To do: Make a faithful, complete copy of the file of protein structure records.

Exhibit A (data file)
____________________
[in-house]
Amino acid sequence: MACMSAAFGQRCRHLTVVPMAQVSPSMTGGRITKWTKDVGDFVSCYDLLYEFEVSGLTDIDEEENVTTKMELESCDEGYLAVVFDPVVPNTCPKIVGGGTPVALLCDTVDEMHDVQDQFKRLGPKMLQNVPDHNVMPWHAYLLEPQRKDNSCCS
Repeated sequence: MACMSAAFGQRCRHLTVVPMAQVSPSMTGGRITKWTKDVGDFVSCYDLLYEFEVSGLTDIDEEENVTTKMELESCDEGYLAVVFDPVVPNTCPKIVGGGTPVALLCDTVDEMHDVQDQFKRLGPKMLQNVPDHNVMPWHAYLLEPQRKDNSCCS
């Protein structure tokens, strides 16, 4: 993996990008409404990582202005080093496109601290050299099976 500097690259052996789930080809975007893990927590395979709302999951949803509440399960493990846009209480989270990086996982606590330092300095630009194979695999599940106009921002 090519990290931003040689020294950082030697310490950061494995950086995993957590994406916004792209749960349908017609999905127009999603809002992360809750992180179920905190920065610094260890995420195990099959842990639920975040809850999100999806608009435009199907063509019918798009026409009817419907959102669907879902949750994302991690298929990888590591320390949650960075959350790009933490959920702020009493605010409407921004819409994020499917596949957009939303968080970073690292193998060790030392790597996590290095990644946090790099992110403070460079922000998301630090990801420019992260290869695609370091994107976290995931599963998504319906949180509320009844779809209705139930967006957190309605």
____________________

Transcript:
[in-house]
Amino acid sequence: MACMSAAFGQRCRHLTVVPMAQVSPSMTGGRITKWTKDVGDFVSCYDLLYEFEVSGLTDIDEEENVTTKMELESCDEGYLAVVFDPVVPNTCPKIVGGGTPVALLCDTVDEMHDVQDQFKRLGPKMLQNVPDHNVMPWHAYLLEPQRKDNSCCS
Repeated sequence: MACMSAAFGQRCRHLTVVPMAQVSPSMTGGRITKWTKDVGDFVSCYDLLYEFEVSGLTDIDEEENVTTKMELESCDEGYLAVVFDPVVPNTCPKIVGGGTPVALLCDTVDEMHDVQDQFKRLGPKMLQNVPDHNVMPWHAYLLEPQRKDNSCCS
């Protein structure tokens, strides 16, 4: 993996990008409404990582202005080093496109601290050299099976 500097690259052996789930080809975007893990927590395979709302999951949803509440399960493990846009209480989270990086996982606590330092300095630009194979695999599940106009921002 090519990290931003040689020294950082030697310490950061494995950086995993957590994406916004792209749960349908017609999905127009999603809002992360809750992180179920905190920065610094260890995420195990099959842990639920975040809850999100999806608009435009199907063509019918798009026409009817419907959102669907879902949750994302991690298929990888590591320390949650960075959350790009933490959920702020009493605010409407921004819409994020499917596949957009939303968080970073690292193998060790030392790597996590290095990644946090790099992110403070460079922000998301630090990801420019992260290869695609370091994107976290995931599963998504319906949180509320009844779809209705139930967006957190309605």